Studies into the impact of toxic air fumes in aircraft cabins are not rigorous enough, academics are saying. They have been examining the research. They say governments and industry need to look closely at the issue to give a definitive answer to concerns about health risks. Dr Gini Harrison, a Lecturer in Psychology at The Open University, and Dr Sarah Mackenzie Ross of UCL (University College London), write in a paper published in the journal Cortex that more exacting research needs to be done to fully examine this potential health risk.
The paper exposes the difficulties of fully examining the impact toxic air fumes in aircraft may have on people’s health. They say studies to date lack objective measures, rely on self-reporting from aircraft crew and don’t look at the cumulative effects of exposure over time. Dr Harrison said:
While the existence of a relationship between contaminated cabin air and ill-health may be a potentially expensive and inconvenient truth; the costs of ignoring the possibility of such a relationship are too high to ignore.
The issue was brought to the fore last year as a coroner investigating the death of airline pilot Richard Westgate, who believed he’d been poisoned by repeated exposure to contaminated air, called for urgent action from British Airways and the Civil Aviation Authority to minimise any future risk of harm. Both organisations responded that no link between exposure to contaminated air and long-term health effects was established – although they noted that such a link can’t be excluded.
Dr Sarah McKenzie Ross, Honorary Senior Lecturer at UCL, said: “It seems clear that there is a reluctance from government or industry to investigate health problems related to cabin air quality. Other than one small, inconclusive on-board monitoring study that did not record any fume events, there have been no further attempts in the UK to look into this issue. At the moment we do not have enough evidence to say whether or not toxic fumes cause ill health in air crew, but government and industry bodies are turning a blind eye rather than seeking answers.”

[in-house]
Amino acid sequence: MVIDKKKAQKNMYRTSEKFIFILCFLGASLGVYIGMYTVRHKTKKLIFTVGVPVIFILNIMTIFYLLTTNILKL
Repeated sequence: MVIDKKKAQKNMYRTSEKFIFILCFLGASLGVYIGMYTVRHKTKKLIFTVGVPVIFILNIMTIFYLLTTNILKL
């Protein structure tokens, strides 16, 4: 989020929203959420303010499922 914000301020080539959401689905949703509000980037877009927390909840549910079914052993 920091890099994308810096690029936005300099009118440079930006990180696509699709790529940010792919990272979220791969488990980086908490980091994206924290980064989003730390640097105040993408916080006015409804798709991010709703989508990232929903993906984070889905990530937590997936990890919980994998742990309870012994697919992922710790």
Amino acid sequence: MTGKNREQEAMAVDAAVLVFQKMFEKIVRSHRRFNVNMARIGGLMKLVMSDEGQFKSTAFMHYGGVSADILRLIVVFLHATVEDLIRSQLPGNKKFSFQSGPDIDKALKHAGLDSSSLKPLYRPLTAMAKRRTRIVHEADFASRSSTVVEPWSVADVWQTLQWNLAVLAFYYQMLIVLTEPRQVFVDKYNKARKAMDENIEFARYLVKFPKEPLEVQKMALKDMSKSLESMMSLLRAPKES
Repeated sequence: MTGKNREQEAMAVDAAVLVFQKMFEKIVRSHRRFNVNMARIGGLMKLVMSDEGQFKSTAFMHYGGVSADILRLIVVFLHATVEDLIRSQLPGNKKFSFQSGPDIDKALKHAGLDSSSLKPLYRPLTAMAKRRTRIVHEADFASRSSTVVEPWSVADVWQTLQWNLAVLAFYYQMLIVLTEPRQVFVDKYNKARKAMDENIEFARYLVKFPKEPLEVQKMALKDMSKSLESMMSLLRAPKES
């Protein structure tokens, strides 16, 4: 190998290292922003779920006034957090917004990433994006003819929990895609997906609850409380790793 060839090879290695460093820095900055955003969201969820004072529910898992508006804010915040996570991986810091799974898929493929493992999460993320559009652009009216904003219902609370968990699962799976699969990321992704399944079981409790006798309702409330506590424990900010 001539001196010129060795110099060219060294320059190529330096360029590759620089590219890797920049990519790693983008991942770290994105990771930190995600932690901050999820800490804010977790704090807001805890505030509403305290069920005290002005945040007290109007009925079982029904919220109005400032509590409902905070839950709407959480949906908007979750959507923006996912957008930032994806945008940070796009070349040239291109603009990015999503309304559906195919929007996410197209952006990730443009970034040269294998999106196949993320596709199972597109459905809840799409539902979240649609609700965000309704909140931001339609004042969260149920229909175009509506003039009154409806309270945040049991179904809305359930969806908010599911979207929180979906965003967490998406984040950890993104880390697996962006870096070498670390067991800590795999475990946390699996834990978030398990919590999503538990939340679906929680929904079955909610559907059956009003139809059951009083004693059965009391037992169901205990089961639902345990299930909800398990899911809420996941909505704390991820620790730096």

It may be that ill health experienced by air crew is related to shift working patterns or other factors, rather than air quality, but until we investigate we just cannot say.
“If there really is no problem with air quality, then you’d think the industry would welcome an independent investigation to prove it. There are various ways that this could be done at a relatively low cost, less than what a day of bad weather costs an airline, but we have found the industry unwilling to commission or cooperate with any such studies.”
To confirm or deny the link categorically, the academics say that multi-disciplinary research needs to take place to address the questions and issues that remain. These include:
- examining the clinical incidence of ill-health amongst aircrew and passengers and associating these with different levels of exposure, considering cumulative low-level exposure as well as ‘fume events’
- developing reliable and objective measures of exposure, using air monitoring devices in all commercial aircraft
- extending the focus beyond a single chemical contaminant, looking as well at chemical compounds
Dr Harrison continued: “Contamination detection and air filtration systems should be installed in all commercial aircraft to help investigate this health concern.”
It is surprising that governments and industry are not making substantial efforts to look at the effects of toxic air exposure over time. It is an issue that needs a definitive answer.